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12 Oct 2017
Generation Z and the elderly up next for US health clubs as memberships reach all-time high
By Deven Pamben
Generation Z and the elderly up next for US health clubs as memberships reach all-time high
The report found that operators needed to engage with older people
Photo: Shutterstock
More than 66 million people used gyms in the US in 2016 but a new report shows opportunities remain for club operators to increase activity among sedentary Americans.

Health club memberships in the US reached an all-time high last year, attracting more than 57 million (an increase of 3.6 per cent on 2015) according to the 2017 International Health, Racquet and Sportsclub Association (IHRSA) Health Club Consumer Report. Nearly one out of five Americans aged six and older belonged to a gym and 9.3 million non-members exercised at clubs.

Jay Ablondi, IHRSA’s executive vice president of global products, said: “In all, 22 per cent of Americans use a health club to pursue fitness and wellness goals.”

The annual publication, based on a nationwide sample of more than 24,000 interviews, provides demographics and health, sports and fitness participation data on health club consumers in the US.

Although nearly one in five Americans uses a health club, opportunities remain for gym operators to help increase activity among sedentary people. According to Physical Activity Council research, more than a quarter of Americans (27 per cent) do not engage in any sport or physical activity.

The 132-page IHRSA report found that operators needed to engage the youngest and oldest market segments.

It said: “Although membership from the under-18 and 55-plus age groups has grown over the past five years, in comparison to members between the ages of 18–54, consumers from the youngest and oldest segments are underrepresented in terms of health club membership.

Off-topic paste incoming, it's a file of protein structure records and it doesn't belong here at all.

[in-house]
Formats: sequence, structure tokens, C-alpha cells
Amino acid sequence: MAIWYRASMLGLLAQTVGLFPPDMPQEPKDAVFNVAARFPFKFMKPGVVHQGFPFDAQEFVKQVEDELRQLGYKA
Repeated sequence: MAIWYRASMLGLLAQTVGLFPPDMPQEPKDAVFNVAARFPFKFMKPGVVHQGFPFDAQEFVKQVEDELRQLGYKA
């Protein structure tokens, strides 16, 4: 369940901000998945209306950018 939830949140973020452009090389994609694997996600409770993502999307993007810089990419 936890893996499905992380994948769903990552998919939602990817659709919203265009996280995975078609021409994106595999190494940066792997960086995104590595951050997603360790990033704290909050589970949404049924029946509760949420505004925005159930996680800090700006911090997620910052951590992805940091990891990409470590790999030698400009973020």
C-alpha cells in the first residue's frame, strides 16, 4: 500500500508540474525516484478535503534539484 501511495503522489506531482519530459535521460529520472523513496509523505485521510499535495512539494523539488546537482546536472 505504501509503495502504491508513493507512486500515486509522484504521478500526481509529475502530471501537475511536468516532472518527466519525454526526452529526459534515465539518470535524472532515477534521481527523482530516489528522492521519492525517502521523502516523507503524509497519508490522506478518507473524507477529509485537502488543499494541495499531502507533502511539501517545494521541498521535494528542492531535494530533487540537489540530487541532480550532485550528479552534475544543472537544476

“In 2016, the health club industry underserved the post-millennial (Generation Z), boomer and silent (born between 1925 and 1942) generations.”

Melissa Rodriguez, IHRSA’s senior research manager, said: “The report provides insights and applications on how clubs can engage older generations as well as other segments. For example, club operators who aim to target older generations should not only offer relevant exercise programmes, but also provide stellar in-person customer service and foster ongoing interactions with club staff.”

Although the penetration rate in the US was 19.3 per cent last year, 12 states had higher rates, with Connecticut ranking first (26.4 per cent), followed by Massachusetts (24.5 per cent) and Illinois (23.2 per cent). Kentucky (13.4 per cent), Tennessee (13 per cent) and Indiana (12.1 per cent) had the lowest penetration rates.

The IHRSA said that states that fell below the overall penetration rate present opportunities for club owners and developers.

The full report is available here

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